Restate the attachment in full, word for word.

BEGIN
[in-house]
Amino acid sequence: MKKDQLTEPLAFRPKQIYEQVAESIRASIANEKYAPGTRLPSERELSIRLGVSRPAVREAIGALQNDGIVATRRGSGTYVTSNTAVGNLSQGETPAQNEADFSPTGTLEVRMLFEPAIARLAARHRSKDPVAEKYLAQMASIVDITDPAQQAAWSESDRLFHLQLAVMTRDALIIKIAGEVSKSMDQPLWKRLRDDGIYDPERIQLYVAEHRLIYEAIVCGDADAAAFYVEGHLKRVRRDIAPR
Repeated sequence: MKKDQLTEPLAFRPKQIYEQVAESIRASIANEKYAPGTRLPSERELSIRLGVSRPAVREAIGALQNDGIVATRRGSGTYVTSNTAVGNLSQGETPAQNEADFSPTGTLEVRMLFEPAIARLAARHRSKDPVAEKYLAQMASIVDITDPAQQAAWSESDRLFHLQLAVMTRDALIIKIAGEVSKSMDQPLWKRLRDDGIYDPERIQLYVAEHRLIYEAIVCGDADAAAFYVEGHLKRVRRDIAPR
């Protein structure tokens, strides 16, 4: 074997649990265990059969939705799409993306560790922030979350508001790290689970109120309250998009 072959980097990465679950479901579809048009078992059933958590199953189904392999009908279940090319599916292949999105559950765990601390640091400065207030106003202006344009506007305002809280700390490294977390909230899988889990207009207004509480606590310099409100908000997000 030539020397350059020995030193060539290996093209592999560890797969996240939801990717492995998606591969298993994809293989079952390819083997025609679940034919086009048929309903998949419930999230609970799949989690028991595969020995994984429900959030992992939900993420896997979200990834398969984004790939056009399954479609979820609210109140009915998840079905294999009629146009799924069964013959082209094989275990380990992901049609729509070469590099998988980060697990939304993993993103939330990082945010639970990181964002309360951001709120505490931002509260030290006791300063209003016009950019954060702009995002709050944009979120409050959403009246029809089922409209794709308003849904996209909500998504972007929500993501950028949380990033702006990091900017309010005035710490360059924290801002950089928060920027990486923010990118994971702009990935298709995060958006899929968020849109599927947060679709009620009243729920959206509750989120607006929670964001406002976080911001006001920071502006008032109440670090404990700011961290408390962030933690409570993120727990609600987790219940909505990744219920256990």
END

[in-house]
Amino acid sequence: MKKDQLTEPLAFRPKQIYEQVAESIRASIANEKYAPGTRLPSERELSIRLGVSRPAVREAIGALQNDGIVATRRGSGTYVTSNTAVGNLSQGETPAQNEADFSPTGTLEVRMLFEPAIARLAARHRSKDPVAEKYLAQMASIVDITDPAQQAAWSESDRLFHLQLAVMTRDALIIKIAGEVSKSMDQPLWKRLRDDGIYDPERIQLYVAEHRLIYEAIVCGDADAAAFYVEGHLKRVRRDIAPR
Repeated sequence: MKKDQLTEPLAFRPKQIYEQVAESIRASIANEKYAPGTRLPSERELSIRLGVSRPAVREAIGALQNDGIVATRRGSGTYVTSNTAVGNLSQGETPAQNEADFSPTGTLEVRMLFEPAIARLAARHRSKDPVAEKYLAQMASIVDITDPAQQAAWSESDRLFHLQLAVMTRDALIIKIAGEVSKSMDQPLWKRLRDDGIYDPERIQLYVAEHRLIYEAIVCGDADAAAFYVEGHLKRVRRDIAPR
């Protein structure tokens, strides 16, 4: 074997649990265990059969939705799409993306560790922030979350508001790290689970109120309250998009 072959980097990465679950479901579809048009078992059933958590199953189904392999009908279940090319599916292949999105559950765990601390640091400065207030106003202006344009506007305002809280700390490294977390909230899988889990207009207004509480606590310099409100908000997000 030539020397350059020995030193060539290996093209592999560890797969996240939801990717492995998606591969298993994809293989079952390819083997025609679940034919086009048929309903998949419930999230609970799949989690028991595969020995994984429900959030992992939900993420896997979200990834398969984004790939056009399954479609979820609210109140009915998840079905294999009629146009799924069964013959082209094989275990380990992901049609729509070469590099998988980060697990939304993993993103939330990082945010639970990181964002309360951001709120505490931002509260030290006791300063209003016009950019954060702009995002709050944009979120409050959403009246029809089922409209794709308003849904996209909500998504972007929500993501950028949380990033702006990091900017309010005035710490360059924290801002950089928060920027990486923010990118994971702009990935298709995060958006899929968020849109599927947060679709009620009243729920959206509750989120607006929670964001406002976080911001006001920071502006008032109440670090404990700011961290408390962030933690409570993120727990609600987790219940909505990744219920256990």